Thursday 29. October 2020
#210 - December 2017

Creating a family of peoples – The Church and Europe

The Church can provide insights about how to renew Europe as a community of peoples, explains Mgr. Jean Kockerols in the following adaptation of his address to a conference at the Chapel for Europe.

Returning to fundamentals, we must never forget that the EU is not primarily a huge structure of institutions. It was intended as a community. In his Re-thinking Europe intervention, Pope Francis reminded us that the first name for the EU was “European Community”. This designation, which includes an ambitious project, is stronger than the word “Union”. The EU is community of nations, of course, but mainly of human beings, who are called to work for the common good.

 

The Church and the European project

 

Why is it rather natural for Christians (and for the Church) to support the European project and to be involved in its life and development?

 

The Christian faith, embodied in the faith of Israel, gives great importance to history and memorial. In order to understand its own identity and mission, the Church needs to remember its origins, its source. Europe can only be considered as a Union if Europeans know where they are coming from and the reasons why nations were gathering 60 years ago. I regret that in many countries, and also in the local Churches, we lack this sense of history and memorial.

 

Christian faith introduces a religion of peace and reconciliation. For that reason, Churches can only encourage what was started just after the Second World War. In any case, nowadays building peace remains a mission and a task for all of us.

 

Listening to each other, respecting the other in his or her differences, and trying to build unity, or better receiving our unity through the Holy Spirit, is also the core message of Christian life. This reflects the catholicity of the Church – one of its foundations; otherwise it would not be faithful to the Gospel. Christians know very well that “to be united in diversity” is a huge challenge. They can also give a taste of what it means to transcend some borders, to build bridges, not walls.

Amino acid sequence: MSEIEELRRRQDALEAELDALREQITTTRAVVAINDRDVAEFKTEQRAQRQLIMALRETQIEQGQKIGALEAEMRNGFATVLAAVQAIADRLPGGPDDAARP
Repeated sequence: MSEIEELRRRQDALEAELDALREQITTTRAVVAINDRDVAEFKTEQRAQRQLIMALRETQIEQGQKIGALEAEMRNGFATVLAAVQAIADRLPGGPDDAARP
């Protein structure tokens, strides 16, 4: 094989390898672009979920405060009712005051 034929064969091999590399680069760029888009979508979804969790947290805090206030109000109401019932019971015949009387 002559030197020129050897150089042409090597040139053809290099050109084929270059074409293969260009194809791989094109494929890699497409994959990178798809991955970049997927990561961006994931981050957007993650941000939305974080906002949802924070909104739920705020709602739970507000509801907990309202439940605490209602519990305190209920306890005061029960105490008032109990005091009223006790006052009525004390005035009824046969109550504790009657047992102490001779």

Christians are nourished in their daily life not only by their faith, but also by their hope. Our continent so often lacks this dimension. Sometimes we might say that Europeans are suffering from listlessness. Rethinking Europe today requires a lot of hope, courage and confidence, which can be brought by Christians. Indeed, Christians have to share this gift of the Holy Spirit.

 

What insights can the Church provide about the crisis the EU is facing?

 

In one of his speeches, Pope Francis talked about Europe as being a “grandmother”: old, tired, its ambitions left behind, out of breath. This comparison is interesting, but in my opinion, even after 60 years, the EU is more like a teenager discovering liberty; what it actually means to be free. Like a teenager, the EU has to learn what this freedom involves, through experiences of success and of failures. He has to find out the way to live with all this, for himself and for others. Clearly, this needs a sense of responsibility. Towards himself and towards others. In most of the countries of the EU, citizens have been liberated and still have a very high level of freedom. The Church has to help them to understand the responsibility towards the whole world which this includes.

 

A teenager has a lot of fears. He is often anxious and hesitant. Just as almost all Europeans are now. Afraid, or at least anxious. They share a lot of apprehensions, on the political, economic or ecological level. Most of them consider “Brussels” as being so far from the citizens. But the Church has to help them to be confident and not to use their fears as an easy justification, lacking any ambition. Pope Francis is calling us to look further than our first impressions and not to be afraid.

 

The search for identity and which communities to belong to is a key challenge for a teenager as for Europeans today. Are we Catalans? Or Spanish? Or Europeans? We all have multiple identities. The consequences of this can be understood in very different ways.

 

The Church has to help us to discover this as a chance. European citizenship is not a detail for our future. It helps us to welcome a common destiny, without ignoring our other identities.

 

Mgr. Jean Kockerols

Auxiliary Bishop of Mechelen-Brussels, Vice-President of COMECE

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